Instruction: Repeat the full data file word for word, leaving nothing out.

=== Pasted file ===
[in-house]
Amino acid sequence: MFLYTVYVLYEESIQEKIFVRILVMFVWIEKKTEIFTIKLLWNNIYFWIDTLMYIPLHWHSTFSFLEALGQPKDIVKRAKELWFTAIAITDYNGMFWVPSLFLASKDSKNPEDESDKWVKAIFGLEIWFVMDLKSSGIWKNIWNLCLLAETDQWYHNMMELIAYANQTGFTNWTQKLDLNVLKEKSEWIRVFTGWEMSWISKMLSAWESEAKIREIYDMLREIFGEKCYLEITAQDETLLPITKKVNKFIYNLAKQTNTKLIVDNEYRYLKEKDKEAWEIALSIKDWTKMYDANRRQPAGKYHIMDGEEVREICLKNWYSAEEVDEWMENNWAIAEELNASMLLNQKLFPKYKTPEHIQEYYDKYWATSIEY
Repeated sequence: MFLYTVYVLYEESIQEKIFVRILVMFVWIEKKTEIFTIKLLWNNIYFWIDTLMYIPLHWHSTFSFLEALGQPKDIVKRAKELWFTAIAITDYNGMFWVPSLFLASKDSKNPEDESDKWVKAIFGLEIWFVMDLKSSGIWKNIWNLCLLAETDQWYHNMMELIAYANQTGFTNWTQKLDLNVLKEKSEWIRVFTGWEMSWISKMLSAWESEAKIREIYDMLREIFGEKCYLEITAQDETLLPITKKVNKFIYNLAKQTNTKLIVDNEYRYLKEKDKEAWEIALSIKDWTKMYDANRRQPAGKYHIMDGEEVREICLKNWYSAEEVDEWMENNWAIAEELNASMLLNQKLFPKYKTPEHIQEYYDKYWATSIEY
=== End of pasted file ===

[in-house]
Amino acid sequence: MFLYTVYVLYEESIQEKIFVRILVMFVWIEKKTEIFTIKLLWNNIYFWIDTLMYIPLHWHSTFSFLEALGQPKDIVKRAKELWFTAIAITDYNGMFWVPSLFLASKDSKNPEDESDKWVKAIFGLEIWFVMDLKSSGIWKNIWNLCLLAETDQWYHNMMELIAYANQTGFTNWTQKLDLNVLKEKSEWIRVFTGWEMSWISKMLSAWESEAKIREIYDMLREIFGEKCYLEITAQDETLLPITKKVNKFIYNLAKQTNTKLIVDNEYRYLKEKDKEAWEIALSIKDWTKMYDANRRQPAGKYHIMDGEEVREICLKNWYSAEEVDEWMENNWAIAEELNASMLLNQKLFPKYKTPEHIQEYYDKYWATSIEY
Repeated sequence: MFLYTVYVLYEESIQEKIFVRILVMFVWIEKKTEIFTIKLLWNNIYFWIDTLMYIPLHWHSTFSFLEALGQPKDIVKRAKELWFTAIAITDYNGMFWVPSLFLASKDSKNPEDESDKWVKAIFGLEIWFVMDLKSSGIWKNIWNLCLLAETDQWYHNMMELIAYANQTGFTNWTQKLDLNVLKEKSEWIRVFTGWEMSWISKMLSAWESEAKIREIYDMLREIFGEKCYLEITAQDETLLPITKKVNKFIYNLAKQTNTKLIVDNEYRYLKEKDKEAWEIALSIKDWTKMYDANRRQPAGKYHIMDGEEVREICLKNWYSAEEVDEWMENNWAIAEELNASMLLNQKLFPKYKTPEHIQEYYDKYWATSIEY